David Balme, the Royal Navy Officer who seized a top-secret Enigma machine and codebook while storming a captured German U-Boat has died at the age of 95.
Lieutenant Commander David Balme, who died on Sunday, was credited with helping to shorten the Second World War by two years after he led the boarding party that raided U-110, east of Cape Farewell, Greenland in 1941.
David Edward Balme was born in Kensington, west London, on October 1, 1920. He joined Dartmouth Naval College in 1934 and served as a midshipman in the Mediterranean in the Spanish Civil War before being reassigned to the destroyer Ivanhoe in 1939. Balme was appointed to the destroyer HMS Bulldog, which he described as a ‘happy little ship’, as her navigator in the early 1940s. It was while he was serving on this ship that he came across the German submarine.
On May 9, 1941, U-110, under the command of Kapitanleutnant Fritz Julius Lemp, had been attacking a convoy in the Atlantic south of Iceland together with U-201, when Lemp left his periscope up too long. Escort corvette HMS Aubretia sighted it and rushed to the scene and began depth charging. HMS Bulldog and HMS Broadway followed and U-110 was forced to surface. HMS Bulldog immediately set course to ram the U-Boat at which Kplt. Lemp gave the order “abandon ship”. However unlike the U-Boat commander would suspect, the U-Boat did not sink and according to the former crew, he tried to swim back to U-110 in order to destroy the top-secret machine and code-books which were still left but he wasn’t seen again.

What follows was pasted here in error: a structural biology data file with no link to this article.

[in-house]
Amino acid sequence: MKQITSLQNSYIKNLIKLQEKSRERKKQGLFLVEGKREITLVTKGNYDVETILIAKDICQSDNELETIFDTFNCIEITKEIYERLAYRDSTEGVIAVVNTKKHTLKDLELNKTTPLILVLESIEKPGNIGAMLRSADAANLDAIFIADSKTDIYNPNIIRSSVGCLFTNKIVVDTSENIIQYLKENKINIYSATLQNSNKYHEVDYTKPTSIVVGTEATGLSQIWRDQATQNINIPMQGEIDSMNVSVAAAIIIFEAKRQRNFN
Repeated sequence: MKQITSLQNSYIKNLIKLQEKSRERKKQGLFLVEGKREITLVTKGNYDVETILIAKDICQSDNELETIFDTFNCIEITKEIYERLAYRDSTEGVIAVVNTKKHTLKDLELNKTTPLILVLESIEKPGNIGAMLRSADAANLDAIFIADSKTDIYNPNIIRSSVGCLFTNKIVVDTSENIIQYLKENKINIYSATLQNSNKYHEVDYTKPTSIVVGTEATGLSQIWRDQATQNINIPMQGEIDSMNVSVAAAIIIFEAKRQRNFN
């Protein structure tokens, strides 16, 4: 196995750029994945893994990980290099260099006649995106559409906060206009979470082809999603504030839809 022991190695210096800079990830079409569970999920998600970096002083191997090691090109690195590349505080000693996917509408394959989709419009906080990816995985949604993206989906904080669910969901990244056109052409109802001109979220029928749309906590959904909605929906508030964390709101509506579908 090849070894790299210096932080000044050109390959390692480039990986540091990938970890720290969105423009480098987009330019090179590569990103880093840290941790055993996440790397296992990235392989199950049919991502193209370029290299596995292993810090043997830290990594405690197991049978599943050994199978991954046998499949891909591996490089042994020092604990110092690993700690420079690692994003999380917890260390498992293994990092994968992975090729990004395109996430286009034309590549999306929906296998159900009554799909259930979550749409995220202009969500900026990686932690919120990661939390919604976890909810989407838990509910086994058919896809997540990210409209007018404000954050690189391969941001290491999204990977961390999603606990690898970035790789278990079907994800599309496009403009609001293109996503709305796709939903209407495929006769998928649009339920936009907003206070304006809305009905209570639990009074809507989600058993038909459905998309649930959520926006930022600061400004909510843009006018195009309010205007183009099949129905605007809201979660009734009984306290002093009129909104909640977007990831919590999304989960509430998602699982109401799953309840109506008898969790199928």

Lieutenant Dabid Balme was then ordered to ‘get whatever’ he could from the U-110. After rowing across to it, he made his way to the conning tower and had to holster his pistol in order to climb down three ladders to the control room. Recalling the incident many years later, he said: ‘Both my hands were occupied and I was a sitting target for anyone down below.’
He was said to have had no idea what the ‘funny’ instrument was when he initially picked it up – but his mission enabled British intelligence experts to secretly intercept and decipher signals sent from Germany to its submarines for the remainder of the War.
Sir Winston Churchill later credited the code-breaking operation, which sometimes cracked 6,000 messages a day, with saving lives across Europe and giving Britain the crucial edge in battle.
But the top-secret nature of their work meant Lt Cmdr Balme’s role in the operation’s success stayed on the classified list for decades.
The ‘typewriter’, which was actually an ‘unbreakable’ code machine designed by the Germans to protect military communications, proved invaluable to Alan Turing and his team of code-breakers at Bletchley Park, Buckinghamshire.
After the war, Lt Cmdr Balme married his wife Susan in 1947 and they had three children. He was said to enjoy hunting and was also a member of the Royal Yacht Squadron. His significance in the Allie’s victory was not revealed until the Seventies, when the secrecy shrouding Bletchley Park and the code-breakers’ work finally began to lift.
He was presented with a Bletchley badge and a certificate signed by Prime Minister David Cameron and local MP Julian Lewis. Last night Dr Lewis paid tribute to the former sailor, who kept the U-boat commander’s cap and binoculars as souvenirs.
He said: ‘Having learned of the vital capture of the Enigma coding equipment from the U-110 when studying wartime history I was delighted to discover that the brave young officer responsible was one of my constituents.